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Sparring injuries

Intro

Full-contact professional fighters try to inflict punishment by landing blows to the head and upper body of their opponents to either knock them out, render them unable to continue, or at least outscore them. They want to win the prize money. Light-contact and no-contact amateur fighters have a different goal; they try to outscore their opponents with a minimum of injuries. They want the recognition of winning. As a safety precaution, they use protective equipment to soften the force of blows.

Limiting the length of rounds and the number of rounds reduces the effect of fatigue on the fighters. Many injuries occur late in fights, so shorter fights are much safer. Despite these precautions, injuries may still occur.

The most common injuries incurred while training in the martial arts are small cuts (from fingernails or toenails or from glancing strikes that pull and tear the skin) and bruises from strikes that are either blocked or received). Many times, you don’t notice the injuries until after class or hours later.

Even with today’s fighting rules and safety equipment, you still see fighters with twisted noses and cauliflower ears who are starting to exhibit the symptoms of being punch drunk.

Head injuries

A knockout is a concussion. A fighter who is unconscious or who is "out on his feet" has suffered a concussion. A fighter who has been knocked out should be examined by a neurologist. A professional boxer who has been knocked out is required to wait three to six months, depending on where the fight took place before he can fight again.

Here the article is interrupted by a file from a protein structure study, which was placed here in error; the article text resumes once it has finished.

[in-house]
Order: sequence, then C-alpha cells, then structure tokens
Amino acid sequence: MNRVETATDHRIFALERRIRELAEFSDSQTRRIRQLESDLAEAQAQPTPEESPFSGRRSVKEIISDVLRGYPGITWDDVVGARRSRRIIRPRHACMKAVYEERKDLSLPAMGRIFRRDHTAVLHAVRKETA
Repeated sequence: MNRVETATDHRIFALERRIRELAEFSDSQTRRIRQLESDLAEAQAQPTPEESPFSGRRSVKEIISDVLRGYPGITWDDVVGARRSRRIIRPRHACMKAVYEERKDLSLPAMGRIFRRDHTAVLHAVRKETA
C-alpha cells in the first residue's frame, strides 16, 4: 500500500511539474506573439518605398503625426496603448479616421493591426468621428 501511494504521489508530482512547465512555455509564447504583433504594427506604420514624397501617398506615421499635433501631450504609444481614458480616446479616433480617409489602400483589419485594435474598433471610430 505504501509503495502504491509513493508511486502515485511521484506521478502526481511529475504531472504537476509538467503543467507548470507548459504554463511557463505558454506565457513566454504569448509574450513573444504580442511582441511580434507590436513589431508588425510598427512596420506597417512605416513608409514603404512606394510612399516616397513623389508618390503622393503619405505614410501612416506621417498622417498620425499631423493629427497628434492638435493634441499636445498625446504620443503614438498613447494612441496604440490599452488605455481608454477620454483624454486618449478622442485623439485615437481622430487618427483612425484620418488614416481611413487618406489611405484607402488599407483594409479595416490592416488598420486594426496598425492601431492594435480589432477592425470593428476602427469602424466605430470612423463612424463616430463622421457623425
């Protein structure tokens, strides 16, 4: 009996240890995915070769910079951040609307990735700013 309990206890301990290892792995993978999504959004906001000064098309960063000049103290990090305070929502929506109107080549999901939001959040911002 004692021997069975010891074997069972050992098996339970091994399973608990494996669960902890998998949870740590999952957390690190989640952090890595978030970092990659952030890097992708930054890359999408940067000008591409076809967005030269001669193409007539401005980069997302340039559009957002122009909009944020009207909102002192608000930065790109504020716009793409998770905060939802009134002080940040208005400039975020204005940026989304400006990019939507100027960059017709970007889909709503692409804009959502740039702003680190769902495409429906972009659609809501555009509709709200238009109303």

Cumulative head trauma is another problem. Repeated blows to the head can cause the brain to bang against the side of the skull. This kills brain cells due to bleeding in the brain and leads to small areas of scarring. The result is the "punch-drunk" syndrome, where the fighter's loss of brain tissue is sufficient to interfere with his mental and physical functions. Most professional boxers who have fought more than 50 times, even though they may show no outward signs of brain damage, have inhibited thinking ability and may suffer from headaches, blurred vision, or memory loss.

The most severe head injury is a brain hemorrhage from a violent blow to the head, which can result in paralysis or death. However, this type of injury is rare, especially for those who wear head protection.

Eye injuries

Eye contusions (black eyes) are common but are usually do not cause any long-lasting injury. Thumbing, either intentional or unintentional, can be a problem. A thumb in the eye can be just an irritation that interferes with your fighting ability or it can cause temporary or permanent damage. A cut eyebrow can cause bleeding that interferes with vision.

Nose injuries

Blows to the nose can be irritating, cause bleeding, or the nose can be broken.

Ear injuries

Without head protection, a blow to the ear may cause internal bleeding in the outer ear. If it is not drained by a doctor, over time the blood may form a hard mass, resulting in what is called a cauliflower ear.

The pressure of a gloved fist against an exposed ear may also rupture an eardrum. If you have problems with your hearing, see an ear, nose, and throat specialist. Once your eardrum has been punctured, hearing loss will probably occur. However, over time and with no further injury, the eardrum itself may heal.

Face injuries

The face can receive numerous small cuts and contusions that though not serious can affect your fighting ability.

Bone injures

Leg and arm bones can be bruised which affects the use of the appendage. Breaks or large bones are rare. Breaks are usually limited to the wrist or knuckles or the ankle or foot.

Joint injuries

A muscle can tear from rapid deceleration as a blow lands against an opponent's body. A shoulder may stop more suddenly than the arm and tear the shoulder muscles or the rotator cuff muscles inside the shoulder joint (this happen to me as I was in the middle of a punch and the opponent’s punch hit my shoulder and stopped its motion). Hips, knees, and elbows are also susceptible to injury. Treat a joint injury by resting and icing it until the pain disappears. Then stretch and strengthen the muscle as it heals.